Saturday, July 03, 2010

Happy Independence Day

I recently found out I am a direct descendant of Captain Benjamin Merrill:

In 1753, Benjamin Merrill moved from New Jersey to Rowan County, North Carolina. He was a Baptist, a gunsmith and farmed hundreds of acres not far from the Yadkin River in the Jersey settlement in what is now Davidson County. Merrill was a Captain in the militia whose primary purpose was to protect the settlers from Indians in the area. Indian warfare did not reach the Yadkin but the Militia became known later as the Regulators. The British appointed tax assessors, tax collectors and attorneys charged exorbitant fees of the settlers and if the settlers could not pay they would take cattle or other property from the farmers. The regulators attempted to correct this situation and stop the corruption. Merrill was in the forefront of the leaders in Rowan County and he was to pay dearly for that position.

In early March 1771, only two months before the Battle of Alamance, Merrill and 400 to 500 Regulators and sympathizers met in the woods between Salisbury and the Yadkin River to talk with some of the local court officers and leaders. The sides reached an agreement to arbitrate grievances. Governor Tryon later rejected this agreement which included compensation for overcharges made by court officers. Few, if any from this area was at the Alamance battlefield. Instead, they were with a large force of Regulators, including Captain Merrill, who came face-to-face in the Jersey area with a troop of other militia led by General Waddell. There was no fighting because General Waddell, who was on his way to join Tryon at Alamance, was badly outnumbered and he had lost much of his supplies to a surprise raid by Cabarrus Black Boys. Waddell returned to Salisbury and the Regulators returned to their homes.

On May 31, 1771, Governor Tryon issued a Proclamation offering pardon to all who would lay down arms, take the oath of allegiance and promise to pay all taxes due now and in the future. The exception to this pardon was Merrill and at least 13 others.

Tryon’s forces marched deeper into the Piedmont area after the Battle of Alamance to terrorize the Regulators and their families. All three of Tryon’s troops reached and camped in the Jersey area in the final days of May 1771. They not only camped but they also foraged and destroyed. Edmund Fanning, the notorious Hillsborough Court Official, who had been humiliated by the Regulators, was commander of a division camping on Merrill’s land. It was undoubtedly his troops who surprised Merrill at his plantation in Jersey, took him prisoner on June 1 and took Merrill to Hillsborough for trial as a traitor. Fourteen were actually tried on June 18. Two were found innocent and 12 guilty. Of the 12, six including Merrill were condemned to hang. The other six were reprieved until His Majesty’s pleasure be known.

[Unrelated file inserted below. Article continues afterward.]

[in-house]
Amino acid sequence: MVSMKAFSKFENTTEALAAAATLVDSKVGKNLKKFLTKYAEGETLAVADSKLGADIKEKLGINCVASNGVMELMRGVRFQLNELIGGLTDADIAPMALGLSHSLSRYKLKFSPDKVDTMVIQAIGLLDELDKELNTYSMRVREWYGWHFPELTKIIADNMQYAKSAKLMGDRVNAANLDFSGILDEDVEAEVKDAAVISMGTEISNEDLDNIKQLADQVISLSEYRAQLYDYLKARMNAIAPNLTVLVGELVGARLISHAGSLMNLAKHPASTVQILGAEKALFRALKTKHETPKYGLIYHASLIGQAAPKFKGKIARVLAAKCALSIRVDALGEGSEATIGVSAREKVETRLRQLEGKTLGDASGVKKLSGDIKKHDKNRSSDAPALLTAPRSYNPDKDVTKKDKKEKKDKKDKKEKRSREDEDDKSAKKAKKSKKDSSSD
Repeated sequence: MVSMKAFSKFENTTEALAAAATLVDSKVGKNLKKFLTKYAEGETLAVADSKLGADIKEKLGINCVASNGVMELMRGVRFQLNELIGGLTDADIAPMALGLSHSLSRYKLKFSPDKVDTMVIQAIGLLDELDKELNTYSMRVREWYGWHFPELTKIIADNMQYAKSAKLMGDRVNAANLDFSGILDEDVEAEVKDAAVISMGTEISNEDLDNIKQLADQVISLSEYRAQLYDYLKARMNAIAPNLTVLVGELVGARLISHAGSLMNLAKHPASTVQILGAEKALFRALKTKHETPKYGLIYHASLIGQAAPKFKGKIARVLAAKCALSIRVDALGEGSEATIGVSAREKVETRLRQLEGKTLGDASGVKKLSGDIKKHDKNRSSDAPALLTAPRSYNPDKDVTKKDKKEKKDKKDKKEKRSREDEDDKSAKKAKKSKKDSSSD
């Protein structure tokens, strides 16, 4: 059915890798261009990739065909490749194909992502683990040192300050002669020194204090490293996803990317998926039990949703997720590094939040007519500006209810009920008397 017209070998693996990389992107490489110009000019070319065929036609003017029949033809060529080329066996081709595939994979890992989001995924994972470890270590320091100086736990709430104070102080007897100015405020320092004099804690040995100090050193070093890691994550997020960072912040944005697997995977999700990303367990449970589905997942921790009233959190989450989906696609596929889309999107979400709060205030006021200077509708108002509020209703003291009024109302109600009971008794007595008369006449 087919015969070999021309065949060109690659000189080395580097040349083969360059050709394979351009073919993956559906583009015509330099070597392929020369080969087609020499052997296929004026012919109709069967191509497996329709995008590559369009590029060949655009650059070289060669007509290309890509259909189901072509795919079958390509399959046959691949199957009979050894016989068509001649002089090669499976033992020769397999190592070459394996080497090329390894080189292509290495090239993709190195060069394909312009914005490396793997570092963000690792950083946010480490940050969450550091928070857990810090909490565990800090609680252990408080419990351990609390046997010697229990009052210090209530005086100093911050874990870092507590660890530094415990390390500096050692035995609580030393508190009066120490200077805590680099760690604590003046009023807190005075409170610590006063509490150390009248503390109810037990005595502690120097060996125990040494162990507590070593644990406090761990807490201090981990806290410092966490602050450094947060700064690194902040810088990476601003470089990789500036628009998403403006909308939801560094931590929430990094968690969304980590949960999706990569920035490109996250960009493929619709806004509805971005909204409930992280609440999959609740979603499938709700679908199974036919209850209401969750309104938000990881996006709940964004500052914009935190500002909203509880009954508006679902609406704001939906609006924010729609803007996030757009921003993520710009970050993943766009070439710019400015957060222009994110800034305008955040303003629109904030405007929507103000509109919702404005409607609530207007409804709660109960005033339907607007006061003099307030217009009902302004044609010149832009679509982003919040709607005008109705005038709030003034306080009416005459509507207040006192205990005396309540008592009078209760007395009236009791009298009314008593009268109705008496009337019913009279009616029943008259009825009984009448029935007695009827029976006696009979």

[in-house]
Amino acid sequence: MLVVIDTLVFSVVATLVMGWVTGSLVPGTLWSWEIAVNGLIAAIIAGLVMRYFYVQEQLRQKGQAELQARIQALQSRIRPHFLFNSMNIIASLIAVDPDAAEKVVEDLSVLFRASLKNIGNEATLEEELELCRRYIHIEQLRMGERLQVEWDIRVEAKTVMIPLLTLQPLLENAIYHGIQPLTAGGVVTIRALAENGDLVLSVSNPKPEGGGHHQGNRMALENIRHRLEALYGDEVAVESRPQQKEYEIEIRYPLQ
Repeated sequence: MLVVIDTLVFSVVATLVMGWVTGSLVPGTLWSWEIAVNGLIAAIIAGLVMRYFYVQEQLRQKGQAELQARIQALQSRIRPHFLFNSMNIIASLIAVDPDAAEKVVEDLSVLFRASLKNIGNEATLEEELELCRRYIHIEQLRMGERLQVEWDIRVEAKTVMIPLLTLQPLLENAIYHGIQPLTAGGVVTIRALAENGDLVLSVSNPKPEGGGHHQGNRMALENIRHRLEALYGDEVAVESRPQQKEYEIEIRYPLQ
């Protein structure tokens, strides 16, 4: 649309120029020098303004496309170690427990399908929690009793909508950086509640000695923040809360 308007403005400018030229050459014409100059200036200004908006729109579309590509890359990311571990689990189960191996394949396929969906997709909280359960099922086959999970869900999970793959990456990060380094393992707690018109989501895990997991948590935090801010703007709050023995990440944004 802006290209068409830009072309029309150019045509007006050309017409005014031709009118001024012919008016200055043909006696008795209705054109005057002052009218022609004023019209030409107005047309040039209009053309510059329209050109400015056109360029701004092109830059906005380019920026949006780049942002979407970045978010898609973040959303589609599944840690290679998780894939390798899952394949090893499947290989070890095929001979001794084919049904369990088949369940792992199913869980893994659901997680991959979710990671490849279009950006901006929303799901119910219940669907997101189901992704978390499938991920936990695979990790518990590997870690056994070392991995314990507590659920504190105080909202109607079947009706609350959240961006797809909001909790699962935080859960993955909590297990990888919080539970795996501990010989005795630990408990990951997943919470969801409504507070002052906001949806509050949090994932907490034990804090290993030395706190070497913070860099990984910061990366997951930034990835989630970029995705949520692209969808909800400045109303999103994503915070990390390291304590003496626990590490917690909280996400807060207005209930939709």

In sentencing them, Chief Justice Howard said: “I must now close my afflicting duty by pronouncing upon you the awful sentence of the law, which is that you, Benjamin Merrill, be carried to the place from which you came; that you be hanged by the neck; that you be cut down while yet alive; that your bowels be taken out while you are yet alive and burnt before your face; that your head be cut off, and your body divided into four quarters, and this is to be at his Majesty’s disposal; and the Lord have mercy upon your soul.” This was the punishment prescribed by British law for traitors; however, it was seldom followed in this country. Mrs. Merrill and eight or ten of their children witnessed the execution; some say they were forced to witness it.

Before he was hanged, Merrill was given the opportunity to speak. He made the customary profession of faith and expressed his hope for salvation. He also said: “In a few minutes I shall leave a widow and ten children. I entreat that no reflection be cast on them on my account and, if possible, I shall deem it a bounty, should you gentlemen petition the Governor and Council that some part of my estate may be spared to the widow and Fatherless.” A Tryon soldier, commenting on Merrill’s words, said death by hanging would be considered an honor if all who suffered it were of Merrill’s character.

Tryon asked the colonial secretary in England to honor Merrill’s request and Governor Josiah Martin, who succeeded Tryon, received notice from the Earl of Hillsborough that it was “his Majesty’s pleasure,” to re-grant the lands and properties to the widow and children. The widow never recovered from the shock of watching here husband’s death and became blind for the rest of her life.

This historical marker was erected on the northwest corner of the square in Lexington, NC:


The historical marker below is at Hillsborough, NC where Merrill was sentenced to hang:


1 comment:

Justin said...

Good lord. Wow.